Last week, I shared 10 reasons to get life insurance. They were mainly personal reasons Dave and I feel it’s important to have life insurance — I know there are plenty of people out there without life insurance. That’s fine, it IS a very personal choice based on you, your family, your job, your financial situation, etc. I’m just glad there are so many different options for life insurance policies.
As expected, after sharing that post, I got quite a few questions related to buying, having, and using life insurance — and I honestly didn’t feel confident answering all of them since I’m certainly not an expert in life insurance. I just know what I know from asking questions and doing some research of my own.
(Side note, if the person or company you’re working with to do any sort of investments, banking, insurance, etc. makes you feel dumb or silly for asking questions, I would highly recommend working with someone else!)
Anyway, since I didn’t feel confident answering the questions myself (and since I actually had a few more questions of my own), I asked the folks at Allstate if they would be willing to send me the answers to these questions for a follow-up post.They graciously offered to help!
Below is a list of questions I compiled, along with the answers from Allstate. Hopefully the answers will be as helpful to you as they were to me. However, please keep in mind that you should also do your own research before purchasing a life insurance policy. There are SO many different variables that can help to decide what type of insurance and what value of insurance is right for you, your spouse, and other various family members.
How do you determine the amount of life insurance you should purchase?
In general the “value” of life insurance is nearly immeasurable as it can be so many things to so many people, beyond the cash payout.
A good rule of thumb for calculating a face amount of coverage on the policy is to consider at least 5 times one’s yearly salary — probably closer to 10 times if possible.
What is the main difference between a term policy and permanent policy?
Think of insurance from a housing analogy: Term insurance is like renting a place to live for a specified term limit. The coverage ends at the end of the policy’s specified term.
Permanent policies allow the owner of a properly funded permanent policy to build cash value just as a homeowner builds equity in their home as the mortgage is paid down along with any appreciation of the property value over time. A permanent policy is designed to be in-force when the insured passes away.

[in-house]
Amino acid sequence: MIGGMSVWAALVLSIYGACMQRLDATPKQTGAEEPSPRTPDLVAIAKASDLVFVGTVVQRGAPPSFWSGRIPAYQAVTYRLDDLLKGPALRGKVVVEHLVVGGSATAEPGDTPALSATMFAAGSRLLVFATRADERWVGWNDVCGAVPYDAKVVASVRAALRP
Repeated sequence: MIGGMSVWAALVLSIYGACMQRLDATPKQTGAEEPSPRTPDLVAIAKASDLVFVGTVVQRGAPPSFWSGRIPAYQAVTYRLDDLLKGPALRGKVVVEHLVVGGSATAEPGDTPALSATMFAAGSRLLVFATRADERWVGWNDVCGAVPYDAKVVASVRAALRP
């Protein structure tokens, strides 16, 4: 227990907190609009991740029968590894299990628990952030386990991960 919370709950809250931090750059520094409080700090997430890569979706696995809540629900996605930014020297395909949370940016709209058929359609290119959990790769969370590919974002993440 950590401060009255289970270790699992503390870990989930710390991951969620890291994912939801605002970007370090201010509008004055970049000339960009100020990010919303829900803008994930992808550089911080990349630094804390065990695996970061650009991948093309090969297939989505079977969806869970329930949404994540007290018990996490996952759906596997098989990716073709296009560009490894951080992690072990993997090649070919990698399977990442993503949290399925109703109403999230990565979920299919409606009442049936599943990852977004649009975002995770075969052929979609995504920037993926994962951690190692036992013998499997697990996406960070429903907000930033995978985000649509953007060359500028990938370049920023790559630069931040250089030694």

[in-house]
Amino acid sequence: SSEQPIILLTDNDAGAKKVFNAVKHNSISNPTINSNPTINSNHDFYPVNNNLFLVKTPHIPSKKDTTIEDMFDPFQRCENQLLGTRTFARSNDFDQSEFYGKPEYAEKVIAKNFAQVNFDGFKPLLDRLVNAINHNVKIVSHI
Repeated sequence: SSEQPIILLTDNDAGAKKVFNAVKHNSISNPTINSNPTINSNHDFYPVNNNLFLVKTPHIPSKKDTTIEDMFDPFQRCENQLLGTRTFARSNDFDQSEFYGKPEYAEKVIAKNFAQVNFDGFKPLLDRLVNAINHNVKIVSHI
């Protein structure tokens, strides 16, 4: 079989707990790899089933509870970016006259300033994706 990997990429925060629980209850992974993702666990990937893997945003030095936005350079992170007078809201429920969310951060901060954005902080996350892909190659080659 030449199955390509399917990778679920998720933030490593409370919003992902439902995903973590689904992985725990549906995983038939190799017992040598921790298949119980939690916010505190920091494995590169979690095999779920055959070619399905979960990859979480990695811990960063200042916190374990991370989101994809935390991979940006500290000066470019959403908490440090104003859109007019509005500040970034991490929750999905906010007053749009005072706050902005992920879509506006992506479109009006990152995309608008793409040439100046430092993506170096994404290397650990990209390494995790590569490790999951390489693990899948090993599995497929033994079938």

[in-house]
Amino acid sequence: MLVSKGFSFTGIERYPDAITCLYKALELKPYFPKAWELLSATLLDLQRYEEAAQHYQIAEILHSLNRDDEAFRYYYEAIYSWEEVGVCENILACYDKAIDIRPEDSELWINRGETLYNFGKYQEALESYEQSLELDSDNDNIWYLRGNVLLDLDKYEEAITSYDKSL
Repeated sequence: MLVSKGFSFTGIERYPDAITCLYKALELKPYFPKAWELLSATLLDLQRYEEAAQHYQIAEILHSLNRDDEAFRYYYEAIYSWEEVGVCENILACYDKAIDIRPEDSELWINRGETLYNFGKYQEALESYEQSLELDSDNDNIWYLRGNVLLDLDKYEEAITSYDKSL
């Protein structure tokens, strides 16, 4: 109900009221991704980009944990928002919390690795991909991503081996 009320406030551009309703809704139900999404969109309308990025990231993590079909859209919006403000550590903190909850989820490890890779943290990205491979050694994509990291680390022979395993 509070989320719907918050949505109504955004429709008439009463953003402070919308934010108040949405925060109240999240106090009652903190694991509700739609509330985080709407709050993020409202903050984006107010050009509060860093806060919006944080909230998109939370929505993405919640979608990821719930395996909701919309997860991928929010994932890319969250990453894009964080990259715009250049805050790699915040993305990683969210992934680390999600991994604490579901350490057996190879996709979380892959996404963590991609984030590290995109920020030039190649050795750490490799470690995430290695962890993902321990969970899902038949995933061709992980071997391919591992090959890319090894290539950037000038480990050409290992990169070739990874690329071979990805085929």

NOTE: Dave and I have a 30-year term policy. (You can click on the links above to read more details about Term and Permanent policies.)
Who would be an ideal candidate for a permanent policy?
The ideal permanent policy buyer is someone seeking a long-lived life insurance policy at a solid fixed rate.
The demographic typically consists of married couples looking for a more secure future by having “income replacement” for a working spouse, and also successful business owners looking for additional coverage for their key people, or for a buy-sell agreement.
Does it ever make sense to buy life insurance for young children?
As a parent myself, I look at “Kid” policies as an excellent way to provide guaranteed insurability for any child who might develop a chronic illness that could keep them from getting life insurance in the future.
Many plans start with minimal premiums and, if they are a type of policy that builds a cash value, could potentially build a solid cash value into the child’s adulthood.
Kids will eventually take over their policies and hopefully see cash values inside the policies (assuming no withdrawals) are quite significant.
Is there an age when it is “too old” to buy life insurance?
Some plans are not available after certain ages, while other plans can be cashed in at certain ages.
Can you ever be refused life insurance? Like if you have bad health?
Life insurance is always subject to the underwriting guidelines of any potential carriers. The prospective company is required to follow its published underwriting acceptance/declination procedures.
NOTE: Dave and I had to pass a relatively basic health screening. A nurse actually came to our house to do it for us, we filled out some paperwork, and got the results a couple weeks later. My health was apparently slightly better than Dave’s so my yearly premiums are a bit lower.
Are there any term life insurance plans that can be “cashed out” after the term is up?
The original term policies does not build any cash value. If you pass away before the term ends and the policy is in good standing, then it pays-out the face value to the beneficiaries. If you do not pass away before the end of the term, the policy is simply gone.
Today there are “Hybrid” Universal/Term life policies that can be funded in a way that they build cash value and, once the policy reaches the desired term of years in-force and/or cash value, it could be cashed in.
NOTE: Dave and I have the “original term policy” that can not be cashed in. We honestly didn’t even know about the hybrid policies when we set up our accounts. Maybe they weren’t even available 10 years ago. I’m not sure 🙂
I’m so glad I had a chance to ask these questions (for myself and for you)! I thought I knew more than I did… so I actually learned a lot! I really didn’t fully understand all the differences between a term policy and a permanent policy, I always wondered why anyone would buy life insurance for their children, and I was never really sure about if/when a policy could be cashed out. Yay for more information!
Do you have more questions?
Leave them in the comments!